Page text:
Large and In Charge



Back in 2005, Savannah Dooley was studying literature at Bennington College and freelancing for The Advocate. Five years later she’s a writer and producer of Huge, an ABC Family series based on Sasha Paley’s book of the same name about a group of teens at a weight-loss camp. The 24-year-old lesbian developed the show, which debuted June 28, with writing partner Winnie Holzman (who is also her mom), the Emmy-nominated creator of My So-Called Life and Tony-nominated librettist of the musical Wicked. Dooley reconnects with her favorite gay publication to flesh out Huge’s big gay future and to preview her new short film Snapshot, which screens July 16 and 18 as part of Outfest’s Girls’ Shorts collection.

A former contributing writer for The Advocate now has a hit TV show. We’re so proud!
Savannah Dooley: Thank you! Yeah, that was one of my first publishing experiences, and it was such a thrill to be published in The Advocate. I must’ve been 19 at the time.

I read a first-person piece you wrote for The Advocate, “In my so-called life,” in which you discussed your relationship with your mother, your connection with her gay characters, and your relatively smooth coming-out process. You wrote that even though you were only 9 at the time, Rickie, the gay character on My So-Called Life, helped shape your views on sexuality.
Yeah. I understood what being gay meant, but my gaydar wasn’t very attuned. I understood that Wilson Cruz was playing a gay character, but I still had a crush on him, because I didn’t realize he was gay in real life. I was like, “I’m going to marry Wilson!” [Laughs] But the fact that I even knew what male homosexuality was at that point is an extension of the fact that my parents are really gay-friendly and have a lot of gay friends I interacted with growing up. Homosexuality was never a big deal in our house.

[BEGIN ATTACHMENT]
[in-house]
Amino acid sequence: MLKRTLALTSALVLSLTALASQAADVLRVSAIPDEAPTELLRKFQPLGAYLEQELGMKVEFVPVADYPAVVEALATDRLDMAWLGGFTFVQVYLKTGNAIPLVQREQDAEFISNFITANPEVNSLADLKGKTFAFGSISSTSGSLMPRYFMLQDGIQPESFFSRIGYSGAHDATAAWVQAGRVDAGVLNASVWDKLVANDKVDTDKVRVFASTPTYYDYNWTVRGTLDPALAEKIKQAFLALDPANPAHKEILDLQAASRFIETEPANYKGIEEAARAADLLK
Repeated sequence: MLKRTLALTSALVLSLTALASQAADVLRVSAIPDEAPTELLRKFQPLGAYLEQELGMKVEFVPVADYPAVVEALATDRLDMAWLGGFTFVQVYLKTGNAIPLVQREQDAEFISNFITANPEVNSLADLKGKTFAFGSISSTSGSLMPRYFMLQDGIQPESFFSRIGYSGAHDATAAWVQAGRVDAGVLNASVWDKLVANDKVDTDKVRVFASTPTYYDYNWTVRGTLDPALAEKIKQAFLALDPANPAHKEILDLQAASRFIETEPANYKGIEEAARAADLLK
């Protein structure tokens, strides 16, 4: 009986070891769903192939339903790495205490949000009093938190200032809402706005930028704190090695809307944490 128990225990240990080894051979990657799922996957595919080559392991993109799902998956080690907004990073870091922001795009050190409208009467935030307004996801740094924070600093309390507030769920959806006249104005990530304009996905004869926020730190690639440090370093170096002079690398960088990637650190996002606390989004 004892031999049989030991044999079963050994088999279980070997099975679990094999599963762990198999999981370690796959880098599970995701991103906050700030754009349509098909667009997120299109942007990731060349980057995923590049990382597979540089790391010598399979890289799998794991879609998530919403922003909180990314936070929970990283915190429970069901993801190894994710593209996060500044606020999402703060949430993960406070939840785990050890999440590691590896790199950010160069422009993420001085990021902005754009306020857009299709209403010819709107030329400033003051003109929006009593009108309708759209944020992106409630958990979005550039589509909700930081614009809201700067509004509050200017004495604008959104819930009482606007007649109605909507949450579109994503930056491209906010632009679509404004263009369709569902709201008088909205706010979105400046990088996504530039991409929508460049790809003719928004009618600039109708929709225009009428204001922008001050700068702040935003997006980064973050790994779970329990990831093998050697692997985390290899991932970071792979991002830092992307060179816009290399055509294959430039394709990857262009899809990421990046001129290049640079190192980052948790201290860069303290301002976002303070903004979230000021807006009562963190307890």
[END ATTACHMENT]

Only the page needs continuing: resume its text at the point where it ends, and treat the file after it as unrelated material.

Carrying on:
I was surprised to read that Jessie, the 14-year-old character on your mother’s next series, Once and Again, fell in love with another girl while you were secretly experiencing the same issues at 16.
That was the weirdest coincidence that has ever happened. Like any teenager, I was distancing myself from my parents, so I didn’t want to tell them about my crushes or love life on any level. When my mom did that story, she had almost no idea that it was reflecting my life to the extent that it was. By the time I came out to my mother officially, the show was over.

Referring to Once and Again’s Jessie, you wrote in the Advocate piece, “It’s rare to see a gay character on TV who isn’t established as gay from the very beginning. That was how I experienced my own sexuality: It took a catalyst for me to realize who I really was.” What was your catalyst?
I think most people start to socialize assuming heterosexuality. I knew lesbians existed, I saw some lesbians on TV, and my mom was friends with lesbians, but they were older women, so I couldn’t reconcile the image of myself with the image of a lesbian as I knew it. I started getting crushes on girls, but I would tell myself, “No, you’re not a lesbian. This is different because you just have this crush on this one girl. And these three other girls.” [Laughs] With each new crush, it got harder to say, “But I’m still basically straight.”

Tags: television